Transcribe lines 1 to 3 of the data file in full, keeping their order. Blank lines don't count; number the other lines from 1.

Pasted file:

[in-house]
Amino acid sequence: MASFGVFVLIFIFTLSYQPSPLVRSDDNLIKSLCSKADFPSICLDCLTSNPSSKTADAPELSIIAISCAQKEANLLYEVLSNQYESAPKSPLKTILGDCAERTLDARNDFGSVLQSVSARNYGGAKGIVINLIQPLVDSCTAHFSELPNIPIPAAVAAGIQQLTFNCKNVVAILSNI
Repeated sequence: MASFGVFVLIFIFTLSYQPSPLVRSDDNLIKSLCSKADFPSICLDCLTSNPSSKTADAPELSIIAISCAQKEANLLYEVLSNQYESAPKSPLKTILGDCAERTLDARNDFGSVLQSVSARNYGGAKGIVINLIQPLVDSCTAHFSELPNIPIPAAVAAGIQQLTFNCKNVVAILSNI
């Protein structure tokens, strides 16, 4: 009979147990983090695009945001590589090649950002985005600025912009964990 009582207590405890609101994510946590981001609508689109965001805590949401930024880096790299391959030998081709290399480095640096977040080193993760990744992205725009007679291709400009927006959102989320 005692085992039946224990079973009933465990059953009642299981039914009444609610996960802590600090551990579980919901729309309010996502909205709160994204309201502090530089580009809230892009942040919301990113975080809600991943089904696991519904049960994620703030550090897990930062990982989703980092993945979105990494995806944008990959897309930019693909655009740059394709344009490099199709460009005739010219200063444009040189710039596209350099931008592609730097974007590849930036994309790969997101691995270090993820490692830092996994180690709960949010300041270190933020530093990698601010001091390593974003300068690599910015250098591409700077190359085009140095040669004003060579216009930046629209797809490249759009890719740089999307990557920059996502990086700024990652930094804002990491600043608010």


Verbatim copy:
[in-house]
Amino acid sequence: MASFGVFVLIFIFTLSYQPSPLVRSDDNLIKSLCSKADFPSICLDCLTSNPSSKTADAPELSIIAISCAQKEANLLYEVLSNQYESAPKSPLKTILGDCAERTLDARNDFGSVLQSVSARNYGGAKGIVINLIQPLVDSCTAHFSELPNIPIPAAVAAGIQQLTFNCKNVVAILSNI
Repeated sequence: MASFGVFVLIFIFTLSYQPSPLVRSDDNLIKSLCSKADFPSICLDCLTSNPSSKTADAPELSIIAISCAQKEANLLYEVLSNQYESAPKSPLKTILGDCAERTLDARNDFGSVLQSVSARNYGGAKGIVINLIQPLVDSCTAHFSELPNIPIPAAVAAGIQQLTFNCKNVVAILSNI